For the past several months, I have been trying to decide on which route I should take into my new passion for beekeeping. The beekeeping community is very vast, and there are so many different beekeepers with their own proven methods and opinions of what is the best way to raise bees. For a newbie, like myself, it is down-right confusing and overwhelming.
Take, for instance, the topic of the beehive. Choosing the correct beehive for your bees is very important. It has to be of good quality, and there are several different styles to choose from including the Langstrom beehive (the typical box beehive), and the Kenyan top bar hive.
The Langstrom beehive seems to be my favorite as with top bar hives you have to be careful when removing the honey trays. If you pull the tray straight out, the honeycomb can fall off leaving you with a sticky mess. You have to carefully pull it out then rotate it carefully until you are holding the tray upside down (so the honeycomb does not fall off). I know that sometimes I can be rather klutzy, so I knew a top bar hive would not be for me.
Maybe it’s how I like things well organized, but I really like the set up of the Langstrom beehive. There’s the top followed by shallow supers where the bees will store the honey. Underneath is a queen excluder that keeps the Queen and the Drones trapped within the large Brood super. This ensures that the Queen does not lay any brood in any of the harvestable honey trays, and of course let’s not forget the bottom board where varroa mite trays can be placed to help keep an eye on the health of the colony.
Not only do you have to choose the style of the hive, but you also have to acquire the bees. Reading the opinions of several commercial and non-commercial beekeepers, there are three options in acquiring bees: nucs, packages, and pre-established hives.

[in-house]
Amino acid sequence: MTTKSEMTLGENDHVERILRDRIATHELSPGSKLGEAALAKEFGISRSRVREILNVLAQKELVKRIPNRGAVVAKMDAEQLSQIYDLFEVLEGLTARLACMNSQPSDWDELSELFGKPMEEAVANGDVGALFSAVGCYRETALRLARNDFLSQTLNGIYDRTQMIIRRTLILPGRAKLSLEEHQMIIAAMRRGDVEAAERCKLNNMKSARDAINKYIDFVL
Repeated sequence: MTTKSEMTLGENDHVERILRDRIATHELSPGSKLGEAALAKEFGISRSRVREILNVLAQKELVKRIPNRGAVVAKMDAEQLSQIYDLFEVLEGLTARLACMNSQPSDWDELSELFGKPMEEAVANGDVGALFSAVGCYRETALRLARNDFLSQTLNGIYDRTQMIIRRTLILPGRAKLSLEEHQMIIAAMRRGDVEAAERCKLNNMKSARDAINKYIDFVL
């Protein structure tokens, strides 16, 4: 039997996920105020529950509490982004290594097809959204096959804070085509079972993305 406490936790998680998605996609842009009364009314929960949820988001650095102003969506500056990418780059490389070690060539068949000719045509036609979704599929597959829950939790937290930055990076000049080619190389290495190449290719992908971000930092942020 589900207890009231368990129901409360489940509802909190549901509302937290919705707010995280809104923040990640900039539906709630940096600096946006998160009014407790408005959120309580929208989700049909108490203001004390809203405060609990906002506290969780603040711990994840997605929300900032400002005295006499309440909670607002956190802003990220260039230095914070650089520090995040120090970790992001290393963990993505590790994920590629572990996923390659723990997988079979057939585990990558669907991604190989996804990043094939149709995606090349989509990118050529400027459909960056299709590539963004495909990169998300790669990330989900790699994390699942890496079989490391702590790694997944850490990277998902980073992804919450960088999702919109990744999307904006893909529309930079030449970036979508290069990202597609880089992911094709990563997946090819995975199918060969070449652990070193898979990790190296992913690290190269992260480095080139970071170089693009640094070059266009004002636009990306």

Nucs are pretty much mini-hives, consisting of a queen, drones, workers and about 5 trays that hold mostly brood with maybe one or two of the trays holding honey. I’ve heard two different points of view: the first is that nucs are helpful in that you do not need to transfer bees into a new hive. The bees are already in their hive, which can make it easier on new beekeepers. The second opinion is that some found nuc hives more difficult to maintain as you are quickly set off into maintaining a beehive (and all the worry that comes with it).
On the other hand, I’ve heard both good and bad reports of bee packages. A package of bees consists of about 3 lbs of bees with a new queen trapped within a small cage inside a tin can suspended within the larger cage. In a package, there are approximately 10,000 bees, sometimes more or less. Packages of bees are often from hives where the population has become too many, and the hive is ready to swarm or split. Swarming happens when a new queen is ready to build her own colony and a portion of the bees (both workers and drones) leave with her.